prior) and recurrent pneumonia (4 episodes
in the last 4 years), as well as neck pain and
lymphadenomegaly (2 years prior, with spontaneous resolution). A CT scan, without contrast
enhancement, revealed a left paravertebral
mass (diameter, 6.0 cm), located in the posterior mediastinum (Figure 1), and showed that
the lungs were clear. The lesion was in close
Figure 1 - Left paravertebral mass in the posterior mediastinum: a) axial image; b) reconstruction (coronal)
J Bras Pneumol. 2009;35(7):717-720
Soft tissue Rosai-Dorfman disease of the posterior mediastinum
Figure 2 - (a) Two foci of emperipolesis (hematoxylin
& eosin; magnification, ×1,000); and (b) S-100
expression in large histiocytes (anti-S100 antibody,
streptavidin-peroxidase conjugate; magnification,
×1,000; white arrows indicate lymphocytes within the
cytoplasm of large histiocytes).
lymphadenomegaly was detected. Pulmonary
function tests (spirometry) performed at the time
of tumor diagnosis and six months after tumor
removal revealed a mild restrictive pattern.
Isolated extranodal RDD of soft tissues is
rare. In the largest study of RDD, 13 (3%) of
the 423 patients presented soft tissue RDD
without detectable lymph node involvement.(2)
A retrospective study conducted by the United
States Armed Forces Institute of Pathology
described 17 cases of soft tissue RDD, 13 of
which did not present lymphadenopathy.(3)
The typical clinical and pathological presentation is of a slow-growing, painless, non-tender
mass in which the histological findings can be
less specific than those obtained for the corresponding lymph nodes. Fusiform histiocytes,
a vague storiform pattern, deposits of thin
collagen fibers and inconspicuous emperipolesis
have all been reported in soft tissue RDD.(2,3) The
diagnosis of RDD is based on routine staining,
although immunohistochemistry can be useful
in less specific morphological profiles. Reactivity
of S-100 protein and histiocytic/lysosomal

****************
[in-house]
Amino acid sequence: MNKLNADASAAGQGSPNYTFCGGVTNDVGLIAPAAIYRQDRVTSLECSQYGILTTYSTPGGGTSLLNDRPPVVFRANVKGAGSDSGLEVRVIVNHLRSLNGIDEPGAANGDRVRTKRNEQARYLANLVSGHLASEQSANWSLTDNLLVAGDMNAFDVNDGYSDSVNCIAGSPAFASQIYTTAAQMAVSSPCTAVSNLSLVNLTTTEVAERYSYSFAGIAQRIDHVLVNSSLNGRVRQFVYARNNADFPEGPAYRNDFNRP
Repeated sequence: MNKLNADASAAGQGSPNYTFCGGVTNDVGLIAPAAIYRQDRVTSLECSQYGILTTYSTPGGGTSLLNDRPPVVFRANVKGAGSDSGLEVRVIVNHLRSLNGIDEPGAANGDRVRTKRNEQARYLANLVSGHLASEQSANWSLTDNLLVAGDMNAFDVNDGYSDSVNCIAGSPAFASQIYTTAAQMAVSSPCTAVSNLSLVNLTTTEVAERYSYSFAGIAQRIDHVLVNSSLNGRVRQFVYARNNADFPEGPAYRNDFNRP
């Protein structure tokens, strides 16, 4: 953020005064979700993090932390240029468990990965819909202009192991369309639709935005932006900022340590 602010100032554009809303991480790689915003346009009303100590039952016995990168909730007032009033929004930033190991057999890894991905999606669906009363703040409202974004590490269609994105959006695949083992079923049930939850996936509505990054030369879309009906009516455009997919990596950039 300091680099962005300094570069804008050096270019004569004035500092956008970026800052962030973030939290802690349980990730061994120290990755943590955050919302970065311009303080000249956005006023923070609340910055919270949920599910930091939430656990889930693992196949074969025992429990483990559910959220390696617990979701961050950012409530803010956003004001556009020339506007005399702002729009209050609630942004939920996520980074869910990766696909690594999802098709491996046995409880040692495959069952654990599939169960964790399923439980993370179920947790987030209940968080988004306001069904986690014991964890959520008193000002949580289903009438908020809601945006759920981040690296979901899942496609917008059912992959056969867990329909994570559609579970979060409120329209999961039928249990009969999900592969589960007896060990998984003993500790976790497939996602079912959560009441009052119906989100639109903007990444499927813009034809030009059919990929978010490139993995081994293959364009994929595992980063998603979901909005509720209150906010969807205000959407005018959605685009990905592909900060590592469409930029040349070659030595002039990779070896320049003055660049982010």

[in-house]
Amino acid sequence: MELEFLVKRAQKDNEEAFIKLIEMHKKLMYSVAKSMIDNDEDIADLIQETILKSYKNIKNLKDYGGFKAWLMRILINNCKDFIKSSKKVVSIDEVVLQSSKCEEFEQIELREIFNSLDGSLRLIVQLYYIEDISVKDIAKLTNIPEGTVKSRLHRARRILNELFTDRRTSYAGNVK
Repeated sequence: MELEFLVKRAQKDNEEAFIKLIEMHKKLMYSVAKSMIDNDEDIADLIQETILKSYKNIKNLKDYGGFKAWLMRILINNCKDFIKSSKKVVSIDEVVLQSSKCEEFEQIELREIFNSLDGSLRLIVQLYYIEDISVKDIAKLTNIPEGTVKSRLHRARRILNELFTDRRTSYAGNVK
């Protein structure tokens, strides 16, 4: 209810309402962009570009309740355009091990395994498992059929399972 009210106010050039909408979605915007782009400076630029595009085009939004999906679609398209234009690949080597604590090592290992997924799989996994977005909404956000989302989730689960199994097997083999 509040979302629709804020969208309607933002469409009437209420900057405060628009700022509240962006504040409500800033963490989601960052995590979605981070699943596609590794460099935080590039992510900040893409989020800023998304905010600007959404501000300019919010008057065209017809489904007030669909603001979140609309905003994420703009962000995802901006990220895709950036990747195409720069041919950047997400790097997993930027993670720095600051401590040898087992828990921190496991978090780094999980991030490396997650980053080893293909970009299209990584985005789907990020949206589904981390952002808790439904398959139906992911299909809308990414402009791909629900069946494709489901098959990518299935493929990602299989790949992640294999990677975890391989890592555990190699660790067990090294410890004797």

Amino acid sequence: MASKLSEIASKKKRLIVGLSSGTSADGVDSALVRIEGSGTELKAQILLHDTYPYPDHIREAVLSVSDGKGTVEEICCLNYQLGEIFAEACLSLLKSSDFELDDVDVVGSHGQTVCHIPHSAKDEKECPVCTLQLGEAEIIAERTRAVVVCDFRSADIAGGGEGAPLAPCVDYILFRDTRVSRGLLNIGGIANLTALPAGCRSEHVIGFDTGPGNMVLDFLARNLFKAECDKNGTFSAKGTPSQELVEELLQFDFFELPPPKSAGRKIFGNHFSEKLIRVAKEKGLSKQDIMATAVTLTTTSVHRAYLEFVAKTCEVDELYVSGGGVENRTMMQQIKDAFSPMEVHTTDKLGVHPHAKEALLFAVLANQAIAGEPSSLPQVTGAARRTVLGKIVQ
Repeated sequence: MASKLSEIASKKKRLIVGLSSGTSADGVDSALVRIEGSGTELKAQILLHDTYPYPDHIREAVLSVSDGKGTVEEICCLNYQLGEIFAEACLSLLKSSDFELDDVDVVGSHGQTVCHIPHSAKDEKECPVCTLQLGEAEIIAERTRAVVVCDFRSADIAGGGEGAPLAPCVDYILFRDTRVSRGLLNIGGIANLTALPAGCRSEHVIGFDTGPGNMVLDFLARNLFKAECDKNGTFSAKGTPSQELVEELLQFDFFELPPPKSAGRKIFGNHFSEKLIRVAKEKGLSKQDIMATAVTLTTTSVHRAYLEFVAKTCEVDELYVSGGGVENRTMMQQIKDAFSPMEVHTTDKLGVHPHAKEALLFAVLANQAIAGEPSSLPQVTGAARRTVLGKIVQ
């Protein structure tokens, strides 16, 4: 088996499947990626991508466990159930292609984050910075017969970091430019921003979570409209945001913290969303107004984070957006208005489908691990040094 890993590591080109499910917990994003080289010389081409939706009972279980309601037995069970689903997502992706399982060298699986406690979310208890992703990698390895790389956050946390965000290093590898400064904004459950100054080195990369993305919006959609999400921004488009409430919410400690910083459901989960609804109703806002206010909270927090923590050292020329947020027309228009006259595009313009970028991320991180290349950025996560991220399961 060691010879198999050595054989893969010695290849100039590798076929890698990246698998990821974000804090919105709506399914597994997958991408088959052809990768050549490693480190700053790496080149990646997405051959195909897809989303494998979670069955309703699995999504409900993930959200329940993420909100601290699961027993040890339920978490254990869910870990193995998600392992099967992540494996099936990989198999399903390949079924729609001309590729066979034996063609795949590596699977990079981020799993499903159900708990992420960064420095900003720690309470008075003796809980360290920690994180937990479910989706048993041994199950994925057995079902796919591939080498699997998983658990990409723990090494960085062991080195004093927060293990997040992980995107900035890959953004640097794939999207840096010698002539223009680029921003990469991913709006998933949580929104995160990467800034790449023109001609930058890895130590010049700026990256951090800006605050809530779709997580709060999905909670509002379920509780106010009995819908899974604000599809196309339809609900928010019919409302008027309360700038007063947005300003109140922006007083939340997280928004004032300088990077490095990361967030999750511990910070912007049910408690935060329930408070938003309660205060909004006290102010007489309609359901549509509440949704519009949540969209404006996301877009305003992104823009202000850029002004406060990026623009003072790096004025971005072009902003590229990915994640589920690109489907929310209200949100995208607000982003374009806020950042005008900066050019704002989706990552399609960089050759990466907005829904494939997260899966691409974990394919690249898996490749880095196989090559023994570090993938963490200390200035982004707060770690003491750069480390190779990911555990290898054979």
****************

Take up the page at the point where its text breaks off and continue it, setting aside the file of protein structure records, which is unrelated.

markers (CD68, lysozyme, alpha-1 antitrypsin
and alpha-1 antichymotrypsin) are common
features but are not required for diagnostic
confirmation.(3) In the present report, we have
described the case of a 49-year-old woman with
soft tissue RDD in the posterior mediastinum,
without lymph node disease or involvement of
any other organ.
In regard to its natural behavior, soft tissue
RDD has been described as a slow growing
process.(2,7) Recurrence is common in soft tissue
RDD without lymph node involvement, as exemplified in the study in which 7 (54%) of the
13 patients presented tumor recurrence after
local excision.(3) Whenever feasible, the excision should be performed with wide surgical
margins,(2,3) since chemotherapy has not proven
useful.(3,8) Our patient was submitted to a diagnostic surgical intervention in which the excision
was made with extended margins. No additional
treatment was initiated, and the patient remained
disease-free for the following 12 months.
The patient history of an episode of cervical
pain and lymphadenomegaly 12 months prior to
the identification of the posterior mediastinal
mass, together with the fact that the cervical pain
and lymphadenomegaly resolved spontaneously,
was suggestive of typical nodal RDD. No biopsy
or other specific investigation was performed.
Therefore, one could speculate that the isolated
soft tissue RDD in the present case represented
the residual involvement of a more typical
condition. Indeed, the para-aortic lymph node